Dame Barbara Hepworth (1903-1975)
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Dame Barbara Hepworth (1903-1975)

Sea Form (Porthmeor)

Dame Barbara Hepworth (1903-1975)
Sea Form (Porthmeor)
numbered '5/7' (on the base)
bronze with a dark green patina
44¾ in. (113.7 cm.)
Conceived in 1958 and cast in an edition of 7.
Laing Galleries, Toronto, August 1960, where purchased by the present owner.
J.P. Hodin, Barbara Hepworth, London, 1961, p. 170, no. 249, another cast illustrated.
Exhibition catalogue, Barbara Hepworth An Exhibition of Sculpture from 1952-1962, London, Whitechapel, 1962, p. 7.
M. Shepherd, Barbara Hepworth, London, 1963, p. 39, pl. 13, another cast illustrated.
Tate Gallery Report 1967-8, 1968, p. 63.
A. Hammacher, Barbara Hepworth, London, 1968, pp. 138, 152, 167, pl. 116, another cast illustrated.
B. Hepworth, A Pictorial Autobiography, 1970, pp. 76, 77, another cast illustrated.
H.H. Arnason, A History of Modern Art, 1977, p. 547, pl. 950, another cast illlustrated.
D.F. Jenkins, Barbara Hepworth: A Guide to the Tate Gallery Collection at London and St Ives, Cornwall, London, 1982, p. 17, 32, another cast illustrated.
P. Curtis, Modern British Sculpture from the Collection, Tate Gallery Liverpool, 1988, p. 54, another cast illustrated.
A.G. Wilkinson, Cornwall and the Sculpture of Landscape: 1939-1975, exhibition catalogue, Liverpool, Tate Gallery, Barbara Hepworth: A Retrospective, 1994, p. 104.
S. Festing, Barbara Hepworth: A Life of Forms, Harmondsworth, 1995, p. 226.
D. Thistlewood (ed.), Barbara Hepworth Reconsidered, Liverpool, 1996, C. Doherty, Re-reading the Work of Barbara Hepworth in the Light of Debates on 'the Feminine'; and E.E. Roberts, Barbara Hepworth Speculatively Perceived within an International Context, p. 195.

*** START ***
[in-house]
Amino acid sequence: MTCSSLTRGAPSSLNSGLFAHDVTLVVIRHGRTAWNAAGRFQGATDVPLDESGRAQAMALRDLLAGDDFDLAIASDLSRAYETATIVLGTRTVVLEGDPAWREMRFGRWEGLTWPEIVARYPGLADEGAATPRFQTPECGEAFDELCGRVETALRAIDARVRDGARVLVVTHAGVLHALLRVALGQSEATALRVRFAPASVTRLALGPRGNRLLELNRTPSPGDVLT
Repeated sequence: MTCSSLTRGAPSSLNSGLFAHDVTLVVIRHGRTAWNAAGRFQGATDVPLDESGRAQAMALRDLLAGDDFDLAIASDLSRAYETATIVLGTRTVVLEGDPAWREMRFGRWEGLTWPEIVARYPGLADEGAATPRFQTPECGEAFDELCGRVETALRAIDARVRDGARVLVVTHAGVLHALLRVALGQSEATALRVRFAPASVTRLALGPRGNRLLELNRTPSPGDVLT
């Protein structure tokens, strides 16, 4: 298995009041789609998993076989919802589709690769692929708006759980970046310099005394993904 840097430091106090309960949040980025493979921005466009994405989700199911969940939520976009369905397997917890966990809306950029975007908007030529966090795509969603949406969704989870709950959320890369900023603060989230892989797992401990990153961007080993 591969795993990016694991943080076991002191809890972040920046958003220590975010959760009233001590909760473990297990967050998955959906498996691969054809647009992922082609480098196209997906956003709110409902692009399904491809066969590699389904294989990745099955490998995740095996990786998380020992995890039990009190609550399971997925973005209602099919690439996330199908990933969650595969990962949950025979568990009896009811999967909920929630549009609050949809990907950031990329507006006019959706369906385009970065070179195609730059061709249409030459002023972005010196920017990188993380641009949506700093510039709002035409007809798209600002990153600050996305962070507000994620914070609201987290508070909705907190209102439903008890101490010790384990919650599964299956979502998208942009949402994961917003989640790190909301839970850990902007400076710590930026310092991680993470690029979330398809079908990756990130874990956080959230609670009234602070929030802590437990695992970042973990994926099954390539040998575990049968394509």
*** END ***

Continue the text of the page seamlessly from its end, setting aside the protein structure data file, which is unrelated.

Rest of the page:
A. Grieve, The Sculpture of Robert Adams, London, 1992, p. 123.
P. Curtis, St Ives Artists: Barbara Hepworth, London, 1998, p. 40. M. Gale and C. Stephens, Barbara Hepworth Works in the Tate Gallery Collection and the Barbara Hepworth Museum St Ives, London, 1999, no. 47, pp. 187-88, another cast illustrated.
Antwerp, Middelheim Park, Fifth Biennale voor Beeldhouwkunst, May - September 1959, no. 50, another cast.
New York, Galerie Chalette, Hepworth, October - November 1959, no. 26, another cast.
Toronto, Laing Galleries, Sculpture: Ten Modern Masters, November 1959, no. 5.
São Paolo, V Bienal do Museo de Arte Moderna São Paolo, Paintings by Francis Bacon, Paintings & Etchings by S.W. Hayter, Sculpture and Drawings by Barbara Hepworth, September - December 1959, no. 20, another cast.
British Council, South American Tour, Barbara Hepworth, 1960, no. 19, another cast: this exhibition travelled to Montevideo, Comisión Nacional de Bellas Artes, April - May 1960; Buenos Aires, Museo Nacional de Bellas Artes, May - June; Santiago, Instituto de Arte Moderno, September - October; Chile, Museo de Bellas Artes, Vina del Mar, October; and Caracas, Museo de Bellas Artes, November.
Rotterdam, Museum Boymans-van Beuningen, Beeldententoonstelling Floriade, March - September 1960, no. 42, another cast.
Arts Council, Contemporary British Sculpture, 1960, no. 16, another cast: this exhibition travelled to Birmingham, Cannon Hill Park, May; Barnsley, Cannon Hall, May - June; Manchester, Ashburne Hall, June - July; Stratford-on-Avon, Avonbank Gardens, July - August; Edinburgh, Inverleith House, August - September; and Cheltenham, Festival of Art and Literature, September - October.
Zurich, Galerie Charles Lienhard, Barbara Hepworth, October 1960, no. 9, another cast.
London, Gimpel Fils, Barbara Hepworth, May - June 1961, no. 21, another cast.
St Ives, Penwith Society of Arts, Summer Exhibition, 1961, no. 123, another cast.